How do I fix the problem of a long-running task running on the thread pool persistent thread?

Raymond Chen

Last time, we diagnosed a problem caused by a long-running task on the thread pool persistent thread, which prevented other tasks which target the persistent thread from running. But what motivated the developers to write code that put a long-running task on the persistent thread in the first place?

My theory is that the developers saw this sentence in the documentation for Reg­Notify­Change­Key­Value:

With the exception of Reg­Notify­Change­Key­Value calls with REG_NOTIFY_THREAD_AGNOSTIC set, this function must be called on persistent threads.

The reasoning was probably, “Well, the documentation says that this must be called on a persistent thread, so we have to schedule it with the WT_EXECUTE­IN­PERSISTEN­THREAD flag.”

That’s not what the documentation is trying to say, but I can’t fault them for misinterpreting it that way.

What the documentation is trying to say is, “If you know what’s good for you, you will call this function on a thread that will not exit until you close the registry key. If the thread exits prematurely, then the notification will stop working (in a specific way described below, though you would be best to just avoid the problem entirely).”

The documentation is using the word “persistent thread” here in a generic sense, meaning any thread that does not exit (until the thing you care about is over). It doesn’t have to run on the thread pool’s persistent thread; any persistent thread will do.

The callback function registered by the application does not close the registry key handle until it has finished with the change notification, so it’s fine to run this code on any thread; it doesn’t have to run on the thread pool’s persistent thread.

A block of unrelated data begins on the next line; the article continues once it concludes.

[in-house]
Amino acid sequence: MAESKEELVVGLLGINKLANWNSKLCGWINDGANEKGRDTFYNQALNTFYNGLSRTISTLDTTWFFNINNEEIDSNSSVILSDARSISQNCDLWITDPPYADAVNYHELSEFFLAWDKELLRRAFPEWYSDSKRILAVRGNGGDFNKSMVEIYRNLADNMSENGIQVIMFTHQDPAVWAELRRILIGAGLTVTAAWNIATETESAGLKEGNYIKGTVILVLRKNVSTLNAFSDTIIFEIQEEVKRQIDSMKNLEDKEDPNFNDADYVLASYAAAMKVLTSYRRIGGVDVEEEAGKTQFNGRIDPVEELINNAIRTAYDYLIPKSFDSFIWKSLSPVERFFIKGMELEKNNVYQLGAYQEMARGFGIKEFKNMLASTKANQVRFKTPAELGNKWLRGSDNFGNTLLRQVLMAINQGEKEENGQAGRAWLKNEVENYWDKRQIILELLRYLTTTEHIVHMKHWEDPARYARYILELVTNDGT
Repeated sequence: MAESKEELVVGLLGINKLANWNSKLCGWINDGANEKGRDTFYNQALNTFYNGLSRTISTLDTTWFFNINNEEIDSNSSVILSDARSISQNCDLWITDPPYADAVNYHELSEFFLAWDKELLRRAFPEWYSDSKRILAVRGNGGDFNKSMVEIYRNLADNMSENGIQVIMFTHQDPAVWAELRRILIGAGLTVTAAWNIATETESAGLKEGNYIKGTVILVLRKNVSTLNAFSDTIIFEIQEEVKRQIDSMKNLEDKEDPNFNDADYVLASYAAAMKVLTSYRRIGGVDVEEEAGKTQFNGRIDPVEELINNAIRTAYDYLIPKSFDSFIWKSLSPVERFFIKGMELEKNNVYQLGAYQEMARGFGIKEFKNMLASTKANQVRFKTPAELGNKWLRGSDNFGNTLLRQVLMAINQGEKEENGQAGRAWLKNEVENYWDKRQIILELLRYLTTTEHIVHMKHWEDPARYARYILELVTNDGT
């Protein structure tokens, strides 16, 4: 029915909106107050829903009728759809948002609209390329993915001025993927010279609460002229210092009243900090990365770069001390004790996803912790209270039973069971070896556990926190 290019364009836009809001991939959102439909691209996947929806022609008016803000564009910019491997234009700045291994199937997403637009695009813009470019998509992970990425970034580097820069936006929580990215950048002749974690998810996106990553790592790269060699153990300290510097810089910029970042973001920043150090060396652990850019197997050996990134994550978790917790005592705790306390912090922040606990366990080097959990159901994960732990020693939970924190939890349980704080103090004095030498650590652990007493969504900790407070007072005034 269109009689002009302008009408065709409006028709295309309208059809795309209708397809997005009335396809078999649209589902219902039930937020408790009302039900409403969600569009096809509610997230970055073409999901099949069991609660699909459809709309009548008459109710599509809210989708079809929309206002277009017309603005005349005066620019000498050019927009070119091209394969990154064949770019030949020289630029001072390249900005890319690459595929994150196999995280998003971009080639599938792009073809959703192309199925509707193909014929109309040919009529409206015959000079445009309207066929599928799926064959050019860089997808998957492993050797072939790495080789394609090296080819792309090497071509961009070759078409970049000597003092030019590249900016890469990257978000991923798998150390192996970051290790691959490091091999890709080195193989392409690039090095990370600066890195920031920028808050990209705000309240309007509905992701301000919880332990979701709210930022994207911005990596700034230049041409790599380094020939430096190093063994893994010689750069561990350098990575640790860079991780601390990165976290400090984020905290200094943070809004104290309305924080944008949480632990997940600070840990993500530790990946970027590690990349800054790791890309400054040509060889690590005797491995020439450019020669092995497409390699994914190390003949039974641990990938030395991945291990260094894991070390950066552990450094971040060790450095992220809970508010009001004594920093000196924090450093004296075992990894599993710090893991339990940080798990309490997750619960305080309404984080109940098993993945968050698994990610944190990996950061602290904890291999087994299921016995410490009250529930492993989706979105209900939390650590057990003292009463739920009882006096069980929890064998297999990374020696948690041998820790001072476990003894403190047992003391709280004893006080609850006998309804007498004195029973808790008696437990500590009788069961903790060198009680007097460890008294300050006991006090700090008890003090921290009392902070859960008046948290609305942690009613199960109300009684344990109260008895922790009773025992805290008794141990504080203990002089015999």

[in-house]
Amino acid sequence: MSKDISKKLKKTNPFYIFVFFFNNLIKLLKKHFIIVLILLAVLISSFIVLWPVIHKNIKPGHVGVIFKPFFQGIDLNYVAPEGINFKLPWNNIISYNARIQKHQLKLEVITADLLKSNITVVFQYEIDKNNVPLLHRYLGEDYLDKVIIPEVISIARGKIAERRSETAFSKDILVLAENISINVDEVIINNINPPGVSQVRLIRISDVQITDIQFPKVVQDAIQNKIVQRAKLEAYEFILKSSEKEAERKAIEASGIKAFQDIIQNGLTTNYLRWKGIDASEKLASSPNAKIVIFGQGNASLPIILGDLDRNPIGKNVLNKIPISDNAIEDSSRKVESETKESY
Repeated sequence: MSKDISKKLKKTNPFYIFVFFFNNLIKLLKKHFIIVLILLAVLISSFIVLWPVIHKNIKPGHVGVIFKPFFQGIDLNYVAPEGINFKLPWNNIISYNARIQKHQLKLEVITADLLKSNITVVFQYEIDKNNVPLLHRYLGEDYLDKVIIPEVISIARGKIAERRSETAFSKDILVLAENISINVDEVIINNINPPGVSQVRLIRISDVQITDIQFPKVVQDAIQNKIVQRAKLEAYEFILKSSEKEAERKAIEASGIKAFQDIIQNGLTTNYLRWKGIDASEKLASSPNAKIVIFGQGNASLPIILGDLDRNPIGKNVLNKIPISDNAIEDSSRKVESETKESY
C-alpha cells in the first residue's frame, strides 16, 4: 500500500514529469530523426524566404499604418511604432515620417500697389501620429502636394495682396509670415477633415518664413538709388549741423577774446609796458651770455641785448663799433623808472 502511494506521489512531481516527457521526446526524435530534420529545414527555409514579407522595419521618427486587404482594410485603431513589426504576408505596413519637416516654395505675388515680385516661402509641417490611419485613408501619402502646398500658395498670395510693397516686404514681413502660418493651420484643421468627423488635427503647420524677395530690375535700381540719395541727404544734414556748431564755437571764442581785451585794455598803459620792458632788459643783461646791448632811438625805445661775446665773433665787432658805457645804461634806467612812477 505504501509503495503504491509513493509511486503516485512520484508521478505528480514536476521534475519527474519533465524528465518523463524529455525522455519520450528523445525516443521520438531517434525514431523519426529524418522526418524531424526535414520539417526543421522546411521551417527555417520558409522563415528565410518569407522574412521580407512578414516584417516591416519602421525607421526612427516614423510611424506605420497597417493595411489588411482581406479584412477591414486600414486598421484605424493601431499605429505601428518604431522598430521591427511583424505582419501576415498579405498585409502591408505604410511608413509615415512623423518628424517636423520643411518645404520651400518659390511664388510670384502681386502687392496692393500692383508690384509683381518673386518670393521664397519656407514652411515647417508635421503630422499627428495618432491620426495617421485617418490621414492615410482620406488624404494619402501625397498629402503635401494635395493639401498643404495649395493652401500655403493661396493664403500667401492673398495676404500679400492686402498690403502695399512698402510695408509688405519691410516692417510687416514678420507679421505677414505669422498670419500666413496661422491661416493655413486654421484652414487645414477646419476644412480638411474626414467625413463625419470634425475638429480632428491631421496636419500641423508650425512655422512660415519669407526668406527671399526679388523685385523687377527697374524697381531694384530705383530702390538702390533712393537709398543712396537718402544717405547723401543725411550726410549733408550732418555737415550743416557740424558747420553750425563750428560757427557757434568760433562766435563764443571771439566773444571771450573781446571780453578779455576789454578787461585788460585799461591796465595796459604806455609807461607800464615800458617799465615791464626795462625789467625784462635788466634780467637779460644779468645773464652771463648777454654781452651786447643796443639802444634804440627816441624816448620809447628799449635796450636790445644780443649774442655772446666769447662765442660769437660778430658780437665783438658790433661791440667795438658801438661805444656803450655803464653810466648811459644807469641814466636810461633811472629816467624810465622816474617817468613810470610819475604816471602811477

Therefore, one fix for the problem is to remove the WT_EXECUTE­IN­PERSISTEN­THREAD flag. This runs the work item on a thread pool thread with no special attributes. You still want the WT_EXECUTE­LONG­FUNCTION flag because the work item runs long: It runs indefinitely until the monitoring is stopped.

However, running a long function with indefinite lifetime isn’t really the thread pool’s bread and butter. The thread pool is really for running large numbers of short items. After all, scheduling a work item on the thread pool that runs indefinitely isn’t really all that different from running a dedicated thread for the work item. The purpose of the thread pool is to amortize the cost of starting up a thread over many work items. Otherwise, the system will be spending more time starting up threads than it does actually performing work.

This benefit doesn’t really help work items with indefinite running time. From a percentage standpoint, the added cost of starting up a new thread is not significant if the thread is going to be running for minutes.

But if you look at the work item that the customer was scheduling, it’s not really doing work most of the time anyway. It spends most of its time waiting! Next time, we’ll look at another way of designing the code so that instead of burning a thread for each active monitoring request, it pools the requests.

In other words, we’re going to use the thread pool as a thread pool. Tune in next time for the exciting conclusion.


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